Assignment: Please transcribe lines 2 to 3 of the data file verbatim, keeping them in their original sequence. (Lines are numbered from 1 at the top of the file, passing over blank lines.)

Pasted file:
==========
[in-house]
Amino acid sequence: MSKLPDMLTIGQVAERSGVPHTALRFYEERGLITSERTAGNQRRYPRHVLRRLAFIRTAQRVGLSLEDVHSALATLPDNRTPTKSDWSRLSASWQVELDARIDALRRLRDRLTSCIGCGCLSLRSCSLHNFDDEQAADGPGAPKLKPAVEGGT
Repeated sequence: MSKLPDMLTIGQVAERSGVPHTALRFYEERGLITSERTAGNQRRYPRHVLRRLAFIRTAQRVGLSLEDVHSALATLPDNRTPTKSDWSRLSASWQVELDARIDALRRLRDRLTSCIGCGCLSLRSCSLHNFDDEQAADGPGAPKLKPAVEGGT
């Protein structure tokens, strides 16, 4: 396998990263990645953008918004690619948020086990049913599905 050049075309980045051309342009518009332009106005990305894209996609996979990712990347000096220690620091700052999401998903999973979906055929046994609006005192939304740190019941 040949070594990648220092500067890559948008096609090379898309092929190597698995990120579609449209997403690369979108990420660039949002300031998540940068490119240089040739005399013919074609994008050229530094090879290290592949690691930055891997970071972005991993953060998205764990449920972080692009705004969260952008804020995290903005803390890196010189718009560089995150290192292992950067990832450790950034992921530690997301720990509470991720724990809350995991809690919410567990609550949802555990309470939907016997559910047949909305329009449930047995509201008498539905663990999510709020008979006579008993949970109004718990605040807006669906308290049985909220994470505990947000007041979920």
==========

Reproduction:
Amino acid sequence: MSKLPDMLTIGQVAERSGVPHTALRFYEERGLITSERTAGNQRRYPRHVLRRLAFIRTAQRVGLSLEDVHSALATLPDNRTPTKSDWSRLSASWQVELDARIDALRRLRDRLTSCIGCGCLSLRSCSLHNFDDEQAADGPGAPKLKPAVEGGT
Repeated sequence: MSKLPDMLTIGQVAERSGVPHTALRFYEERGLITSERTAGNQRRYPRHVLRRLAFIRTAQRVGLSLEDVHSALATLPDNRTPTKSDWSRLSASWQVELDARIDALRRLRDRLTSCIGCGCLSLRSCSLHNFDDEQAADGPGAPKLKPAVEGGT